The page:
, SecurityFocus 2008-05-16
Story continued from Page 1
Yet, legal experts argue that, by trying to do right by Megan, U.S. prosecutors are doing the wrong thing.
At the center of the debate is the meaning of what is "unauthorized access," Orin Kerr, professor of law at George Washington University, said in an analysis of the indictment.
"The federal statute ... generally prohibits accessing a computer 'without authorization' or 'exceeding authorized access.' But what makes an access 'without authorization'?" Kerr stated. "If the computer owner says that you can only access the computer if you are left-handed, or if you agree to be nice, are you committing a crime if you use the computer and are nasty or you are right-handed?"
The indictment offers no guidance as to what type of violation might prod prosecutors to action, added John Morris, general counsel for the Center for Democracy and Technology, a Washington D.C.-based policy group.
"There is nothing in the indictment that differentiates between what is a serious violation of the terms of service and a trivial violation of the terms of service," Morris told SecurityFocus. "I would bet that the majority of U.S. Internet users have committed a federal crime, if the charges in this indictment are upheld."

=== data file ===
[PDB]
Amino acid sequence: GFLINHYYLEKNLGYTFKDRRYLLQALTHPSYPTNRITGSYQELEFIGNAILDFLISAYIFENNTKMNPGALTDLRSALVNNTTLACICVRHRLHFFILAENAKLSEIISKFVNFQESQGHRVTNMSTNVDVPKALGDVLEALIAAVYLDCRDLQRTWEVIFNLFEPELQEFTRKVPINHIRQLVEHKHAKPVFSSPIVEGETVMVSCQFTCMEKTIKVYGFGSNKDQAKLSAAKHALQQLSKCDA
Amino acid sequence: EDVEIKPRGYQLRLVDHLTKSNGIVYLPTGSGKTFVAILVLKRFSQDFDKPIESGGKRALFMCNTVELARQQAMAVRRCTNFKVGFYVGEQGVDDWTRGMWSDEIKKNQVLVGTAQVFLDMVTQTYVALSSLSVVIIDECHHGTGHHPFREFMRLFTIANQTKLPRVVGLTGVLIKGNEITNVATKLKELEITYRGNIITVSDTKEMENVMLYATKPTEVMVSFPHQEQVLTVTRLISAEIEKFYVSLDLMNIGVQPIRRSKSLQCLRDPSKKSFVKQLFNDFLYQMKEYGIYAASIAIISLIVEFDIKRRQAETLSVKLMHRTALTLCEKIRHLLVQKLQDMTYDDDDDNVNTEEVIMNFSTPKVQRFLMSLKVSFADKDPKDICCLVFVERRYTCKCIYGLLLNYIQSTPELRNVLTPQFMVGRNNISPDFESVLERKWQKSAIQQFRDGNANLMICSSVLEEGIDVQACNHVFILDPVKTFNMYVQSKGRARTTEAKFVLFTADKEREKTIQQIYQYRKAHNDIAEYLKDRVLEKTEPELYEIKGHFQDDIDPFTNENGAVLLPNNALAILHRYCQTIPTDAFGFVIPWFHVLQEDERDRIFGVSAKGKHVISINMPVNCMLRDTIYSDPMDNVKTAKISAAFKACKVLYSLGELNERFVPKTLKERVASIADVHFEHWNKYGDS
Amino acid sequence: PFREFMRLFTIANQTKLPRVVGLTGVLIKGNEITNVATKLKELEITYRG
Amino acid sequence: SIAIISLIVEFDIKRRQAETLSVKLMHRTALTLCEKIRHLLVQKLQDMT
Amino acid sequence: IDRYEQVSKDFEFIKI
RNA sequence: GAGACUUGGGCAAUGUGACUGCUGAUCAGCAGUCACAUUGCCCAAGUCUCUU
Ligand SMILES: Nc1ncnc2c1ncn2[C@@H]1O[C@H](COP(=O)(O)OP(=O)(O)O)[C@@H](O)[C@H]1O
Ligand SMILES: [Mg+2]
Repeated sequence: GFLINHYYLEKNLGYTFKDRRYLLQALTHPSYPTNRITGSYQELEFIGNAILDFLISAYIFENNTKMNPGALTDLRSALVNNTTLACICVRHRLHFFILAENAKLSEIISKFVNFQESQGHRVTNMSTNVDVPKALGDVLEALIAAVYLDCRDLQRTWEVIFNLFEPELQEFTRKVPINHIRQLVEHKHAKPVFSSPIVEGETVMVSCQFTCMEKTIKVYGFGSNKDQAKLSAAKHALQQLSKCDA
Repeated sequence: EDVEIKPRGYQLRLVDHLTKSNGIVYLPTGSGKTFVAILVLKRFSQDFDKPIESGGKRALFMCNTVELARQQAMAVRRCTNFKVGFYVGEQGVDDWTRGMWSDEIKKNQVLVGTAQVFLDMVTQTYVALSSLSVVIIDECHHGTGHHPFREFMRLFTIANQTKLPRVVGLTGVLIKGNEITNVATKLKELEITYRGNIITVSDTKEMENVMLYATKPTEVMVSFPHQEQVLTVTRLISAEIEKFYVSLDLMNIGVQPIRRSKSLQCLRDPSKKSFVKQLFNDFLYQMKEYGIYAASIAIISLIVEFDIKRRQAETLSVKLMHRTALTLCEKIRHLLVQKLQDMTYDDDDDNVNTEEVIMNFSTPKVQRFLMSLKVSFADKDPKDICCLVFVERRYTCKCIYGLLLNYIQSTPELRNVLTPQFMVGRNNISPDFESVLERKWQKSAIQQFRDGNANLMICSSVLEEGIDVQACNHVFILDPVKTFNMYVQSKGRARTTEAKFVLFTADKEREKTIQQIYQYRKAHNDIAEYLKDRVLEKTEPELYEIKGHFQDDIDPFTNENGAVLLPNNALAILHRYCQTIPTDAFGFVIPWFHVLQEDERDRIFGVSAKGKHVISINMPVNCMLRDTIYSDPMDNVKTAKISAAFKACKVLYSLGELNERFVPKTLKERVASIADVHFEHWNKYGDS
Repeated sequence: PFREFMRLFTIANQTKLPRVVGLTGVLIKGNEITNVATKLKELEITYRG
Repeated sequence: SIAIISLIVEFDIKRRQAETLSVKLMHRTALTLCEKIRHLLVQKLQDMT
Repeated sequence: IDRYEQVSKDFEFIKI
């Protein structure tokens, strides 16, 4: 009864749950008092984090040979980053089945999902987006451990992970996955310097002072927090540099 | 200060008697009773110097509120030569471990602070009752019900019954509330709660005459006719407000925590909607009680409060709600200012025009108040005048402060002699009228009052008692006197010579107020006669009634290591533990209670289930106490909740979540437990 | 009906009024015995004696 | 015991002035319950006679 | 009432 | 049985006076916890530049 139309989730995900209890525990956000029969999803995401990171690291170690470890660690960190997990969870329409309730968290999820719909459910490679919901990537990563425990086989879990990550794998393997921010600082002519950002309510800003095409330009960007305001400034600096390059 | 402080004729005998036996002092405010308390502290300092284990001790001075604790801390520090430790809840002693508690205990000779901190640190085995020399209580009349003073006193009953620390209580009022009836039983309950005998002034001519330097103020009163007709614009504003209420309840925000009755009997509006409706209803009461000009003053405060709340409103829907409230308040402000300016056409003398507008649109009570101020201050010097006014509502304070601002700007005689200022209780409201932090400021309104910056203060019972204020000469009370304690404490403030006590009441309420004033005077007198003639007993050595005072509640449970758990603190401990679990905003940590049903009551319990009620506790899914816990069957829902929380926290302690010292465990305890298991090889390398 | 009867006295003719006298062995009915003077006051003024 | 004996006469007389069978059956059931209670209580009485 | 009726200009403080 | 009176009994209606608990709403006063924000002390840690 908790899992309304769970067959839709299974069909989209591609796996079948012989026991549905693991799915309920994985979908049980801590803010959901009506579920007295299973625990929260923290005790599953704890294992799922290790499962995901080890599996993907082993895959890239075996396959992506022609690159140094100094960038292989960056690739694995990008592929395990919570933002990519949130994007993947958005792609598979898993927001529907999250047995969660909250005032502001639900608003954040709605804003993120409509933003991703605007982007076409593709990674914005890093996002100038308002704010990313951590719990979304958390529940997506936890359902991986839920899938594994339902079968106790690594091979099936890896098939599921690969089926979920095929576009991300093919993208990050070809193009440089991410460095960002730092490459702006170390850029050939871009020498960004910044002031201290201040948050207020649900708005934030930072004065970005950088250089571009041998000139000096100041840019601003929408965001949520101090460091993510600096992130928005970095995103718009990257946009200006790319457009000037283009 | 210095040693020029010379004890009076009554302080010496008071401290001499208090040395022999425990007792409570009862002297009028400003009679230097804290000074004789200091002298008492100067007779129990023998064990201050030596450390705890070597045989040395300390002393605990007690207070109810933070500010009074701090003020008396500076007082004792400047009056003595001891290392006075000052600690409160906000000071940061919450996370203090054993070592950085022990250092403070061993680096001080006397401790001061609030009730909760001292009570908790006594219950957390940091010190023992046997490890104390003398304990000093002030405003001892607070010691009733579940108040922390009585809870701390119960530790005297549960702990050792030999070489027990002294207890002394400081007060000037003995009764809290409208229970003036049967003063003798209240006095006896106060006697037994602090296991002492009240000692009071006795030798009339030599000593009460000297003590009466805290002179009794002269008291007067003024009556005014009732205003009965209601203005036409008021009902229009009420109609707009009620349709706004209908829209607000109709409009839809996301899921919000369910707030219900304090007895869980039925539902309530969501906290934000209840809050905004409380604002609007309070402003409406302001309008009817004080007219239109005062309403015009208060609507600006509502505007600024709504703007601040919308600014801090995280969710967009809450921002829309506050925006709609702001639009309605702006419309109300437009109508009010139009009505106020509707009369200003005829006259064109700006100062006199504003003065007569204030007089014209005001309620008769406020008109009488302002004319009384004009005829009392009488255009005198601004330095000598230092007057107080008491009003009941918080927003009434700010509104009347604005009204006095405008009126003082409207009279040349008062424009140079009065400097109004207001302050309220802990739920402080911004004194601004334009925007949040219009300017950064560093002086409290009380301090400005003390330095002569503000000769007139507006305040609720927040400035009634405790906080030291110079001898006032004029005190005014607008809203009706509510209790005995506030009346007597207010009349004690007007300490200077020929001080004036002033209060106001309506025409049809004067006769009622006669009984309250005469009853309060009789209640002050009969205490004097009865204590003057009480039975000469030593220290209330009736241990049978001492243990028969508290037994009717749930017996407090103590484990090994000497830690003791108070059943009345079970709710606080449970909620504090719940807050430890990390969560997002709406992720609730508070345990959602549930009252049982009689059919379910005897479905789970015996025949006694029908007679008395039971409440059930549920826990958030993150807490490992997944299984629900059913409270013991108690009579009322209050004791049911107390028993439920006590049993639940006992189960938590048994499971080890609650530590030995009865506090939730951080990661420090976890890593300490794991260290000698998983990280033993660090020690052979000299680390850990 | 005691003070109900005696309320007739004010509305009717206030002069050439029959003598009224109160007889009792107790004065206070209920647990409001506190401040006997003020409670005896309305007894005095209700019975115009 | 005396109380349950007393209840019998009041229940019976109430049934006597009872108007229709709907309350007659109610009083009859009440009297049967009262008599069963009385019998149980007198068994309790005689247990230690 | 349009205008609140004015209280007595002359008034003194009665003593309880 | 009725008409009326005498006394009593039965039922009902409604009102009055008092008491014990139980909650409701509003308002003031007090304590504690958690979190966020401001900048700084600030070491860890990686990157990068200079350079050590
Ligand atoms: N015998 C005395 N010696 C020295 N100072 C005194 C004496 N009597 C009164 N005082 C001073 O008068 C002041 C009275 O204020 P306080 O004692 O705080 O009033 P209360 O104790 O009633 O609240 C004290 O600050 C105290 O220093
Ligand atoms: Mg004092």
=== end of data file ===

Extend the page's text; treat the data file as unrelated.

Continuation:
While courts have upheld the enforceability of some terms-of-service and click-wrap agreements, many online click-to-agree contracts -- especially those that accompany spyware -- have not been found valid. Consumer studies have also found that people rarely read end-user license agreements (EULAs), privacy agreements and terms of service. For example, one study by the Helsinki University of Technology (pdf) found that less than 2 percent of users actually read through a software agreement while two-thirds of users rarely read such agreements.
Making a violation of such agreements a crime would allow prosecutors the ability to investigate nearly any Internet user, Scott Greenfield, a criminal defense attorney, stated in an online analysis.
"Violating a website's 'TOS' is carte blanche to an imaginative prosecutor," Greenfield said. "We are all felons if this flies."
Attorneys interviewed for this article believed that the charges in the indictment will be dismissed. GWU's Kerr described at least two major hurdles for the government's case: a great many people regularly violate terms-of-service agreements and the defendant Drew likely did not set out to violate the TOS.
In his own brief analysis, Daniel Solove, an associate law professor, also at GWU, agreed that the government's case will be difficult to argue.
"While Drew's (alleged) conduct is immoral, it is a very big stretch to call it illegal," Solove said.
A call to Drew's attorney, H. Dean Stewart, requesting an interview was not returned.
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